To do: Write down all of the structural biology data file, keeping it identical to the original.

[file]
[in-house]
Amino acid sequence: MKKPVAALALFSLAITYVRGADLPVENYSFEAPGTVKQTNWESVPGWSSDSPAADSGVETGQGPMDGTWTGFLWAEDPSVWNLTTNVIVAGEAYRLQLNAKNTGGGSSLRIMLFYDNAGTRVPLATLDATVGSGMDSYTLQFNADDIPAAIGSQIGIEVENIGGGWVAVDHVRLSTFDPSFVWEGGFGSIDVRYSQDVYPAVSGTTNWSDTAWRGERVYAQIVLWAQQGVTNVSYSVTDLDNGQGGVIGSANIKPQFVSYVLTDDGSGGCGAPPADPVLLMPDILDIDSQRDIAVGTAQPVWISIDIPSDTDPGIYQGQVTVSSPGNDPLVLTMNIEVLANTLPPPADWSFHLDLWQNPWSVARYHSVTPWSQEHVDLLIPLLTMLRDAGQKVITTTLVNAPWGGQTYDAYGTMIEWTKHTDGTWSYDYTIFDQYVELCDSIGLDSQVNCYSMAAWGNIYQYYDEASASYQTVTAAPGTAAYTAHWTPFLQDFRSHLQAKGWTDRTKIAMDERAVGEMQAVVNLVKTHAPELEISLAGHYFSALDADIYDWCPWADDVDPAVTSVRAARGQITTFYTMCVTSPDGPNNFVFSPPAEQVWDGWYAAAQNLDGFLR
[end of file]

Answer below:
[in-house]
Amino acid sequence: MKKPVAALALFSLAITYVRGADLPVENYSFEAPGTVKQTNWESVPGWSSDSPAADSGVETGQGPMDGTWTGFLWAEDPSVWNLTTNVIVAGEAYRLQLNAKNTGGGSSLRIMLFYDNAGTRVPLATLDATVGSGMDSYTLQFNADDIPAAIGSQIGIEVENIGGGWVAVDHVRLSTFDPSFVWEGGFGSIDVRYSQDVYPAVSGTTNWSDTAWRGERVYAQIVLWAQQGVTNVSYSVTDLDNGQGGVIGSANIKPQFVSYVLTDDGSGGCGAPPADPVLLMPDILDIDSQRDIAVGTAQPVWISIDIPSDTDPGIYQGQVTVSSPGNDPLVLTMNIEVLANTLPPPADWSFHLDLWQNPWSVARYHSVTPWSQEHVDLLIPLLTMLRDAGQKVITTTLVNAPWGGQTYDAYGTMIEWTKHTDGTWSYDYTIFDQYVELCDSIGLDSQVNCYSMAAWGNIYQYYDEASASYQTVTAAPGTAAYTAHWTPFLQDFRSHLQAKGWTDRTKIAMDERAVGEMQAVVNLVKTHAPELEISLAGHYFSALDADIYDWCPWADDVDPAVTSVRAARGQITTFYTMCVTSPDGPNNFVFSPPAEQVWDGWYAAAQNLDGFLR